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Fragmented Sleep

Written by Jocelyn Zakri MPH, RRT, RPSGT, RST


Fragmented sleep involves many brief arousals throughout the night.

What is Fragmented Sleep?

Do you fall asleep quickly, but wake up repeatedly throughout the night? You may have fragmented sleep, along with the daytime sleepiness it causes.

Sleep fragmentation is defined as many brief arousals throughout the night. These are not the naturally occurring microarosuals that most people experience every night during sleep. Microarousals are normal and occur in humans and other mammals during transitions between sleep cycles, and generally don’t cause daytime fatigue.

Rather, fragmented sleep involves awakenings that the sleeper recalls later. People with this type of fractured sleep struggle to get back to sleep after these awakenings, which decreases their total time spent asleep and leads to daytime fatigue.

Those who experience sleep fragmentation may have a condition called sleep-maintenance insomnia; that is. they can fall asleep at bedtime, but can’t sleep through the night. By contrast, sleep onset insomnia occurs when people struggle to fall asleep at bedtime.

Some people experience unfragmented, or consolidated, sleep in two periods during the night, with a longer awakening in between. This is not considered fragmented sleep. Rather, this is considered biphasic sleep, and it is fairly common.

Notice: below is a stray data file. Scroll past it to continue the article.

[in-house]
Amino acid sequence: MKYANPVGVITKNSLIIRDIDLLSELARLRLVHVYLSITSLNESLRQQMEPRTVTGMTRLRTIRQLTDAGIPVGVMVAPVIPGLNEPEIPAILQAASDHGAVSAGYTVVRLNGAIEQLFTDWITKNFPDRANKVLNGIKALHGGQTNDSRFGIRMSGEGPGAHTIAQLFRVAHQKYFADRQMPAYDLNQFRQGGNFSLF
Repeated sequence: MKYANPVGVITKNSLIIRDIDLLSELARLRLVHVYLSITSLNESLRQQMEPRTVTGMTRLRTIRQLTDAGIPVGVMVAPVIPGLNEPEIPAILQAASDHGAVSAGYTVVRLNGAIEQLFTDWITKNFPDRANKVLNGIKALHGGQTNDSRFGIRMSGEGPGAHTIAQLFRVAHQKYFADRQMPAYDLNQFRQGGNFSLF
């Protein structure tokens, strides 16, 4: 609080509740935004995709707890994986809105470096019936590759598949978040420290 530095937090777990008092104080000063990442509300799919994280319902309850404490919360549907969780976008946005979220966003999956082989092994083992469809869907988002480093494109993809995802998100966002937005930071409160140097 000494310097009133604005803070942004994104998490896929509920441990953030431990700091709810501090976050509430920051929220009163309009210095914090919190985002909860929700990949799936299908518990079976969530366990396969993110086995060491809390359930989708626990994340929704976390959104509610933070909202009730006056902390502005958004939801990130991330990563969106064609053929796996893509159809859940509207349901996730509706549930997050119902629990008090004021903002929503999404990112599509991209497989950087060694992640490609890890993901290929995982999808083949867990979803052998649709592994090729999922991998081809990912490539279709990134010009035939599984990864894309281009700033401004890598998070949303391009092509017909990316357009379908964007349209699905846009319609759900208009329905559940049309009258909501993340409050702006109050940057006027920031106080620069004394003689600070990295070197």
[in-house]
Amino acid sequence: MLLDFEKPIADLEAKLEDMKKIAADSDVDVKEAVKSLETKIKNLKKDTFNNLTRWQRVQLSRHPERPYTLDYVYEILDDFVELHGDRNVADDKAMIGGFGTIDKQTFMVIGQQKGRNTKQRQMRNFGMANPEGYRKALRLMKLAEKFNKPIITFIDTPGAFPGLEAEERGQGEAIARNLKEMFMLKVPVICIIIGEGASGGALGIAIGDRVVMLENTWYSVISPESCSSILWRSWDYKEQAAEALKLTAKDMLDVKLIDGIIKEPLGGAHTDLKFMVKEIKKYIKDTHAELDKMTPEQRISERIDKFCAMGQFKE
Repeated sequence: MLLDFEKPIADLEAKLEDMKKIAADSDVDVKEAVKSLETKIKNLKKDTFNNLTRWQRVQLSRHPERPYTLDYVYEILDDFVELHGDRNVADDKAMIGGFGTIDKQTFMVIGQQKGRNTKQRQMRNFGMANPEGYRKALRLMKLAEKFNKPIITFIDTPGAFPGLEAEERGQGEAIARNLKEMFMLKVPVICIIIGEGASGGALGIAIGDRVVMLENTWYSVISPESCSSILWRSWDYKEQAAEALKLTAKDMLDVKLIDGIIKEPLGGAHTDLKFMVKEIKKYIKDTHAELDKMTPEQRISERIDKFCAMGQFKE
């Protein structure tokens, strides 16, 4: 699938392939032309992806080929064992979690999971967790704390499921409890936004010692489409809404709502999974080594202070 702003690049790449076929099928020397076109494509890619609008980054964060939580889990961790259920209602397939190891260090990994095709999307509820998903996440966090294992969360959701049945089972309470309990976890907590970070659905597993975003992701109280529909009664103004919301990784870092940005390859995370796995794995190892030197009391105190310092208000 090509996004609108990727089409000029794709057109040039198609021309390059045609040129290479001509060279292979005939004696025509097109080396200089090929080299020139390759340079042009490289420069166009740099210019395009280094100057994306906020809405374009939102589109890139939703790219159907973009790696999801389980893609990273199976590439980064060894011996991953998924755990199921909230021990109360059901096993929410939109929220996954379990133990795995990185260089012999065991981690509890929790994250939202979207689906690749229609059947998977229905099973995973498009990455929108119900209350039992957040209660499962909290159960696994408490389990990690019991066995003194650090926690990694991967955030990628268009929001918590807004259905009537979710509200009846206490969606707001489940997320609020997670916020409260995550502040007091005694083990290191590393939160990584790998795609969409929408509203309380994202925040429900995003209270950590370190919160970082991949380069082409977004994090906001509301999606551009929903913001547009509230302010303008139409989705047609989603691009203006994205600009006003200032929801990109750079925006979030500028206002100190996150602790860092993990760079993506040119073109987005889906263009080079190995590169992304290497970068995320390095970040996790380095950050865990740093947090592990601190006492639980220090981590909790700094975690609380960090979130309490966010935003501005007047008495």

Why Does Fragmented Sleep Matter?

Unrefreshing, unsatisfying sleep is more than an annoyance. This condition has serious health consequences, including weight gain, mood problems, and excessive daytime sleepiness.

In a recent study by Johns Hopkins University School of Medicine, just one night of fragmented sleep cut happiness levels by nearly one-third.

How Common is Fragmented Sleep?

Fragmented sleep isn’t an official sleep disorder. Instead, it’s considered a symptom of other sleep disorders like obstructive sleep apnea and narcolepsy. While sleep fragmentation is common, its exact prevalence is unknown.

Diagnosis and Treatment

Sleep medicine physicians use the Sleep Fragmentation Index (SFI) to measure the amount of sleep disruption experienced by people with fragmented sleep. The SFI is determined by dividing the total number of awakenings and sleep stage shifts by total sleep time.

Actigraphy, or the measurement of sleep-wake stages using a small wrist-worn device, can help track awakenings to detect fragmented sleep. And a doctor may recommend polysomnography, an overnight sleep study, to evaluate sleep patterns and determine whether a sleep disorder is causing fragmented sleep.

Treatment for sleep fragmentation generally involves treating any underlying sleep disorders like narcolepsy or sleep apnea.

Sleep physicians generally recommend that people with unwanted nighttime awakenings work to improve their sleep hygiene:

  • Go to bed and wake up at the same time each day
  • Avoid electronics in the last hour before bed
  • Avoid alcohol, particularly in the last hour before bed
  • Avoid caffeine at least eight hours before bed
  • Sleep in a space that’s cool, dark and quiet

Supplements like valerian or melatonin may help reduce sleep fragmentation. Cognitive behavioral therapy, relaxation training, and sleep restriction therapy may also help treat fragmented sleep. Generally, the higher a person’s sleep drive (i.e. tiredness), the lower their risk for fragmented sleep, so therapies that increase homeostatic sleep drive can lead to a more restful, restorative slumber.

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